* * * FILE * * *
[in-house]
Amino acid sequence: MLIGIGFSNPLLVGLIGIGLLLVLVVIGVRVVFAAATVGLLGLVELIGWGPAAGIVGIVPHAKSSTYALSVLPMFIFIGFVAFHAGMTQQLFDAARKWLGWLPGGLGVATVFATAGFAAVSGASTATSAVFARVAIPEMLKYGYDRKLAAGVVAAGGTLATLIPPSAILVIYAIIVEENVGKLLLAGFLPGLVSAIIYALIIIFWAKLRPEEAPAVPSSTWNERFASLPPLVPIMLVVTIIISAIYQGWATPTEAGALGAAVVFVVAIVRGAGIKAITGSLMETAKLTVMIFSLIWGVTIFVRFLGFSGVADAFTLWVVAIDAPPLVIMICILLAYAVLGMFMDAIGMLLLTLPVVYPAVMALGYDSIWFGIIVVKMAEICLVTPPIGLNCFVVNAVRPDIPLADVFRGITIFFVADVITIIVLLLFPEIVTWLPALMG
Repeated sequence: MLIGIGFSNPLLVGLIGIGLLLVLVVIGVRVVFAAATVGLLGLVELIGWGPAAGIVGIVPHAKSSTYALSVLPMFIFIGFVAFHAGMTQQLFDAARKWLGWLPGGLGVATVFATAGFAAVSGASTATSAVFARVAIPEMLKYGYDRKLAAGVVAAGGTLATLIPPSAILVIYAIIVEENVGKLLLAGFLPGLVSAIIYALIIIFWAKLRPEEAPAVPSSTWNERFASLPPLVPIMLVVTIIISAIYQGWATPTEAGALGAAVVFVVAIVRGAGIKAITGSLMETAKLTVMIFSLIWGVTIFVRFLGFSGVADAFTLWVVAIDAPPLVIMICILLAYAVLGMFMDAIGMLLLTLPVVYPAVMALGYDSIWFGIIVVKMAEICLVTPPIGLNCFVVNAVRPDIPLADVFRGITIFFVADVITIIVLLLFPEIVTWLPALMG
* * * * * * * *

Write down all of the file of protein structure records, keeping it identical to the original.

[in-house]
Amino acid sequence: MLIGIGFSNPLLVGLIGIGLLLVLVVIGVRVVFAAATVGLLGLVELIGWGPAAGIVGIVPHAKSSTYALSVLPMFIFIGFVAFHAGMTQQLFDAARKWLGWLPGGLGVATVFATAGFAAVSGASTATSAVFARVAIPEMLKYGYDRKLAAGVVAAGGTLATLIPPSAILVIYAIIVEENVGKLLLAGFLPGLVSAIIYALIIIFWAKLRPEEAPAVPSSTWNERFASLPPLVPIMLVVTIIISAIYQGWATPTEAGALGAAVVFVVAIVRGAGIKAITGSLMETAKLTVMIFSLIWGVTIFVRFLGFSGVADAFTLWVVAIDAPPLVIMICILLAYAVLGMFMDAIGMLLLTLPVVYPAVMALGYDSIWFGIIVVKMAEICLVTPPIGLNCFVVNAVRPDIPLADVFRGITIFFVADVITIIVLLLFPEIVTWLPALMG
Repeated sequence: MLIGIGFSNPLLVGLIGIGLLLVLVVIGVRVVFAAATVGLLGLVELIGWGPAAGIVGIVPHAKSSTYALSVLPMFIFIGFVAFHAGMTQQLFDAARKWLGWLPGGLGVATVFATAGFAAVSGASTATSAVFARVAIPEMLKYGYDRKLAAGVVAAGGTLATLIPPSAILVIYAIIVEENVGKLLLAGFLPGLVSAIIYALIIIFWAKLRPEEAPAVPSSTWNERFASLPPLVPIMLVVTIIISAIYQGWATPTEAGALGAAVVFVVAIVRGAGIKAITGSLMETAKLTVMIFSLIWGVTIFVRFLGFSGVADAFTLWVVAIDAPPLVIMICILLAYAVLGMFMDAIGMLLLTLPVVYPAVMALGYDSIWFGIIVVKMAEICLVTPPIGLNCFVVNAVRPDIPLADVFRGITIFFVADVITIIVLLLFPEIVTWLPALMG